• RANDAM-2;
  • type I membrane glycoprotein;
  • neuronal differentiation;
  • glutamatergic neuron;
  • mouse brain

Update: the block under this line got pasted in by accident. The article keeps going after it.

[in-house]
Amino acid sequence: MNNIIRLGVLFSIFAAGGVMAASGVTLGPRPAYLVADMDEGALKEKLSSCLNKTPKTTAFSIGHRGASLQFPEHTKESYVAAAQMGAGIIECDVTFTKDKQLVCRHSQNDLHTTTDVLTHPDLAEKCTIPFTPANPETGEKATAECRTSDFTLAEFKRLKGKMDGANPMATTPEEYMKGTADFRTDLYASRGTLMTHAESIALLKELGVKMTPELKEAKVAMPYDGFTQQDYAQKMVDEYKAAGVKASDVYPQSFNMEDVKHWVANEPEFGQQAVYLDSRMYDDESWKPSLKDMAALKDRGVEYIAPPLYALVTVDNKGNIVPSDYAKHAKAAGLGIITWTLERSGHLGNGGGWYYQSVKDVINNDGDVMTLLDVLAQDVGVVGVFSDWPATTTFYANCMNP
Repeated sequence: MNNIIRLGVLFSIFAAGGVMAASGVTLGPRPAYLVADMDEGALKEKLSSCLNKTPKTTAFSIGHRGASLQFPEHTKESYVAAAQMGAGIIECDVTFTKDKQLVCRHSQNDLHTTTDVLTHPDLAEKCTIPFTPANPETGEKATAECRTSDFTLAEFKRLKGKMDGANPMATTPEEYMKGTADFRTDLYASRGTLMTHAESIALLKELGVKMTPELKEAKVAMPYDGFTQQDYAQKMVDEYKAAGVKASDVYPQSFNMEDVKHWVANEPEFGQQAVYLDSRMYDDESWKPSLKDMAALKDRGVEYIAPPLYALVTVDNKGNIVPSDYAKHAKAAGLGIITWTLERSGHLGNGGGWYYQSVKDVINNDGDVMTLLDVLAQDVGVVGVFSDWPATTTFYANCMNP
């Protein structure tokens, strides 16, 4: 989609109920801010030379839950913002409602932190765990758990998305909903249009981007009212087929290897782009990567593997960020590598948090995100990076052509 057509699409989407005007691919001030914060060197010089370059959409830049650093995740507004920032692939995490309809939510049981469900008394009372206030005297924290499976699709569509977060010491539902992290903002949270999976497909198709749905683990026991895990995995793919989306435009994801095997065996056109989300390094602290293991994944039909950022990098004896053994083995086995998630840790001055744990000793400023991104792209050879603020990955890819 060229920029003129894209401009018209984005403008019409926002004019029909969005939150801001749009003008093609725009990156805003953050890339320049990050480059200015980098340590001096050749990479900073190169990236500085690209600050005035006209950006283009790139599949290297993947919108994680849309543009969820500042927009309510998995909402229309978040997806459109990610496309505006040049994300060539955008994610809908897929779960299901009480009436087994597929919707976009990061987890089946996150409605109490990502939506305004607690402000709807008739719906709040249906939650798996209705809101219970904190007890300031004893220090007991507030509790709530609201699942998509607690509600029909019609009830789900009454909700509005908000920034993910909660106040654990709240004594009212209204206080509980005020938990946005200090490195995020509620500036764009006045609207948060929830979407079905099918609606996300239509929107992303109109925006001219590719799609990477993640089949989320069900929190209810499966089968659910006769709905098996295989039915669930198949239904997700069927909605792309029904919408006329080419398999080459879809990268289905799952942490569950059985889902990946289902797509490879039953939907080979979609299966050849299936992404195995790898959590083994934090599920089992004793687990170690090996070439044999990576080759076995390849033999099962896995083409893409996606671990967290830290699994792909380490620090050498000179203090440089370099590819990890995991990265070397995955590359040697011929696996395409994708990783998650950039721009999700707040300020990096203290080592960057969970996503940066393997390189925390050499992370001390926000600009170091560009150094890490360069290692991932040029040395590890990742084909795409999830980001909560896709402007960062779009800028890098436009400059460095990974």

A membrane-surface glycoprotein, RANDAM-2, is one of the neuronal cell lineage-specific antigens involved in the neuronal differentiation of P19 embryonic carcinoma (EC) cells and the mouse central nervous system (CNS). Complementary DNA cloning of RANDAM-2 indicated that its nucleotide sequence completely matched that of PA2.26 antigen, a sialomucin-like transmembrane glycoprotein previously found on tumorigenic keratinocytes. RANDAM-2 transcripts were detectable from the embryonic stage of 6.5 days, and then the expression continued throughout the remaining embryonic stages and adulthood, with a localization restricted to the CNS. In growth factor-induced neurospheres and adult cerebrum, RANDAM-2-expressing cells coincided well not only with nestin-positive cells but also with glutamate-positive neurons, but not with γ-aminobutyric acid-positive ones. These results indicate that RANDAM-2 is one of the type I membrane surface antigens constitutively expressed on undifferentiated neuronal cells and the glutamatergic neuronal cells during mouse neurogenesis. © 2003 Wiley-Liss, Inc.